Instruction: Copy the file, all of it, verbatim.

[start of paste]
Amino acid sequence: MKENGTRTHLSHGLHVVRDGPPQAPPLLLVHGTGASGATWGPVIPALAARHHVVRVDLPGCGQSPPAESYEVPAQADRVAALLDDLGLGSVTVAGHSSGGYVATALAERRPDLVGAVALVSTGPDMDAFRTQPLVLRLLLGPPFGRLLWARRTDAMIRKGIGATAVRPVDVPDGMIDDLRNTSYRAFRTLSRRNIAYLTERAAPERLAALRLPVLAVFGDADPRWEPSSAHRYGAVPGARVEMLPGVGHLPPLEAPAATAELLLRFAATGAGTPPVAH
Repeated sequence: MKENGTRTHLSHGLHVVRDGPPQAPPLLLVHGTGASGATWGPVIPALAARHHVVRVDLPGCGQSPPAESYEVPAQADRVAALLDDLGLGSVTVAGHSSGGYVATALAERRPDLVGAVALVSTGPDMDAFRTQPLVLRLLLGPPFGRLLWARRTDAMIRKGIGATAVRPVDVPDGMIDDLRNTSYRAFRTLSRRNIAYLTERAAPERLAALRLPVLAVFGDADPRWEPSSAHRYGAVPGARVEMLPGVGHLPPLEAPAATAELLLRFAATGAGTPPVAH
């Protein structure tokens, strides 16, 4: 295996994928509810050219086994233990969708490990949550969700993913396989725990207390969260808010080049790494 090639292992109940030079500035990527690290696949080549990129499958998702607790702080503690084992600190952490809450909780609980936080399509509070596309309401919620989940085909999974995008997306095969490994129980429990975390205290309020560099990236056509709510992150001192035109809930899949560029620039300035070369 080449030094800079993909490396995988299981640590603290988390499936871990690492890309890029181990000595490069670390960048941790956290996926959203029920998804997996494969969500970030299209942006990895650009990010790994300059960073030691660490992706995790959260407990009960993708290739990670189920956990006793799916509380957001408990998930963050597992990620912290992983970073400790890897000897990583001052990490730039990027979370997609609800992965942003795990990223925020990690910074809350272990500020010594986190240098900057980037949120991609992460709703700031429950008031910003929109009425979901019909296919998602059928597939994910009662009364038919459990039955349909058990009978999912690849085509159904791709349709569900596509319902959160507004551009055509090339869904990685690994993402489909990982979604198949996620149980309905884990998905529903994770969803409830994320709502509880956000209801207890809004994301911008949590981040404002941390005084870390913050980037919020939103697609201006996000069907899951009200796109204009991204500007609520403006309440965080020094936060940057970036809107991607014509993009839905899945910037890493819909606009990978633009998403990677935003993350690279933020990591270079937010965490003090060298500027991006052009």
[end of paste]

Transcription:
Amino acid sequence: MKENGTRTHLSHGLHVVRDGPPQAPPLLLVHGTGASGATWGPVIPALAARHHVVRVDLPGCGQSPPAESYEVPAQADRVAALLDDLGLGSVTVAGHSSGGYVATALAERRPDLVGAVALVSTGPDMDAFRTQPLVLRLLLGPPFGRLLWARRTDAMIRKGIGATAVRPVDVPDGMIDDLRNTSYRAFRTLSRRNIAYLTERAAPERLAALRLPVLAVFGDADPRWEPSSAHRYGAVPGARVEMLPGVGHLPPLEAPAATAELLLRFAATGAGTPPVAH
Repeated sequence: MKENGTRTHLSHGLHVVRDGPPQAPPLLLVHGTGASGATWGPVIPALAARHHVVRVDLPGCGQSPPAESYEVPAQADRVAALLDDLGLGSVTVAGHSSGGYVATALAERRPDLVGAVALVSTGPDMDAFRTQPLVLRLLLGPPFGRLLWARRTDAMIRKGIGATAVRPVDVPDGMIDDLRNTSYRAFRTLSRRNIAYLTERAAPERLAALRLPVLAVFGDADPRWEPSSAHRYGAVPGARVEMLPGVGHLPPLEAPAATAELLLRFAATGAGTPPVAH
């Protein structure tokens, strides 16, 4: 295996994928509810050219086994233990969708490990949550969700993913396989725990207390969260808010080049790494 090639292992109940030079500035990527690290696949080549990129499958998702607790702080503690084992600190952490809450909780609980936080399509509070596309309401919620989940085909999974995008997306095969490994129980429990975390205290309020560099990236056509709510992150001192035109809930899949560029620039300035070369 080449030094800079993909490396995988299981640590603290988390499936871990690492890309890029181990000595490069670390960048941790956290996926959203029920998804997996494969969500970030299209942006990895650009990010790994300059960073030691660490992706995790959260407990009960993708290739990670189920956990006793799916509380957001408990998930963050597992990620912290992983970073400790890897000897990583001052990490730039990027979370997609609800992965942003795990990223925020990690910074809350272990500020010594986190240098900057980037949120991609992460709703700031429950008031910003929109009425979901019909296919998602059928597939994910009662009364038919459990039955349909058990009978999912690849085509159904791709349709569900596509319902959160507004551009055509090339869904990685690994993402489909990982979604198949996620149980309905884990998905529903994770969803409830994320709502509880956000209801207890809004994301911008949590981040404002941390005084870390913050980037919020939103697609201006996000069907899951009200796109204009991204500007609520403006309440965080020094936060940057970036809107991607014509993009839905899945910037890493819909606009990978633009998403990677935003993350690279933020990591270079937010965490003090060298500027991006052009």